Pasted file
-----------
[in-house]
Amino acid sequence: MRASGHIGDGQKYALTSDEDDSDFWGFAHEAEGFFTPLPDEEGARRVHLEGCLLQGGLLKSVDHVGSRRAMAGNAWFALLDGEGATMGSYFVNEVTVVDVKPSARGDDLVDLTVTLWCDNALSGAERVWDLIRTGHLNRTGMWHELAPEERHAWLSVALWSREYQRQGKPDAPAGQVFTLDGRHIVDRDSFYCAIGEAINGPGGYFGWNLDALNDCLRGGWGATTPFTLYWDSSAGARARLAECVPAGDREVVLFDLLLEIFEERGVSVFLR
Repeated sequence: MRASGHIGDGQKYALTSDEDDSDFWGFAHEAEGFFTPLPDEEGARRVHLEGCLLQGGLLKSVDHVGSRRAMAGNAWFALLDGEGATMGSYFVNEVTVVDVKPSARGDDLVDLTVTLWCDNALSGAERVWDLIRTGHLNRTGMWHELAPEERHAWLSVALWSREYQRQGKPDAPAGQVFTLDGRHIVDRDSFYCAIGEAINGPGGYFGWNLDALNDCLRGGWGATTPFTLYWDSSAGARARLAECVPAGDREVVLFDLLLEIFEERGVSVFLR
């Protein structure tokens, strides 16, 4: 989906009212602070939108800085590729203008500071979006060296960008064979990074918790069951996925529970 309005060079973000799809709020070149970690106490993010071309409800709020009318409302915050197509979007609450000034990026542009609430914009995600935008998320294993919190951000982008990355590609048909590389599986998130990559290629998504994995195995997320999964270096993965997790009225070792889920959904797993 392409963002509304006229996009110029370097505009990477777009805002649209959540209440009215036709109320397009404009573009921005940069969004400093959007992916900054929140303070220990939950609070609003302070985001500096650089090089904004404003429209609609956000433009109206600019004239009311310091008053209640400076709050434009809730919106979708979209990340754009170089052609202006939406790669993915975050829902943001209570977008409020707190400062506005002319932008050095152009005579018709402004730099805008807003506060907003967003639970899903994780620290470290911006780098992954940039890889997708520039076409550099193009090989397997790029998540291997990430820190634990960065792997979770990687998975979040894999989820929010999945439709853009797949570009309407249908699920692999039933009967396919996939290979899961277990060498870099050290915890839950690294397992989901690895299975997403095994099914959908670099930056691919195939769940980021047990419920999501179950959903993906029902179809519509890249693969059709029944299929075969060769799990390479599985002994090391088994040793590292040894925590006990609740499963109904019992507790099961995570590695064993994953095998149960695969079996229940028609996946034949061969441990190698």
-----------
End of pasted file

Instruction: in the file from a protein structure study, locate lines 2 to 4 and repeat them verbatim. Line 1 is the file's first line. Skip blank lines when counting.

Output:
Amino acid sequence: MRASGHIGDGQKYALTSDEDDSDFWGFAHEAEGFFTPLPDEEGARRVHLEGCLLQGGLLKSVDHVGSRRAMAGNAWFALLDGEGATMGSYFVNEVTVVDVKPSARGDDLVDLTVTLWCDNALSGAERVWDLIRTGHLNRTGMWHELAPEERHAWLSVALWSREYQRQGKPDAPAGQVFTLDGRHIVDRDSFYCAIGEAINGPGGYFGWNLDALNDCLRGGWGATTPFTLYWDSSAGARARLAECVPAGDREVVLFDLLLEIFEERGVSVFLR
Repeated sequence: MRASGHIGDGQKYALTSDEDDSDFWGFAHEAEGFFTPLPDEEGARRVHLEGCLLQGGLLKSVDHVGSRRAMAGNAWFALLDGEGATMGSYFVNEVTVVDVKPSARGDDLVDLTVTLWCDNALSGAERVWDLIRTGHLNRTGMWHELAPEERHAWLSVALWSREYQRQGKPDAPAGQVFTLDGRHIVDRDSFYCAIGEAINGPGGYFGWNLDALNDCLRGGWGATTPFTLYWDSSAGARARLAECVPAGDREVVLFDLLLEIFEERGVSVFLR
């Protein structure tokens, strides 16, 4: 989906009212602070939108800085590729203008500071979006060296960008064979990074918790069951996925529970 309005060079973000799809709020070149970690106490993010071309409800709020009318409302915050197509979007609450000034990026542009609430914009995600935008998320294993919190951000982008990355590609048909590389599986998130990559290629998504994995195995997320999964270096993965997790009225070792889920959904797993 392409963002509304006229996009110029370097505009990477777009805002649209959540209440009215036709109320397009404009573009921005940069969004400093959007992916900054929140303070220990939950609070609003302070985001500096650089090089904004404003429209609609956000433009109206600019004239009311310091008053209640400076709050434009809730919106979708979209990340754009170089052609202006939406790669993915975050829902943001209570977008409020707190400062506005002319932008050095152009005579018709402004730099805008807003506060907003967003639970899903994780620290470290911006780098992954940039890889997708520039076409550099193009090989397997790029998540291997990430820190634990960065792997979770990687998975979040894999989820929010999945439709853009797949570009309407249908699920692999039933009967396919996939290979899961277990060498870099050290915890839950690294397992989901690895299975997403095994099914959908670099930056691919195939769940980021047990419920999501179950959903993906029902179809519509890249693969059709029944299929075969060769799990390479599985002994090391088994040793590292040894925590006990609740499963109904019992507790099961995570590695064993994953095998149960695969079996229940028609996946034949061969441990190698």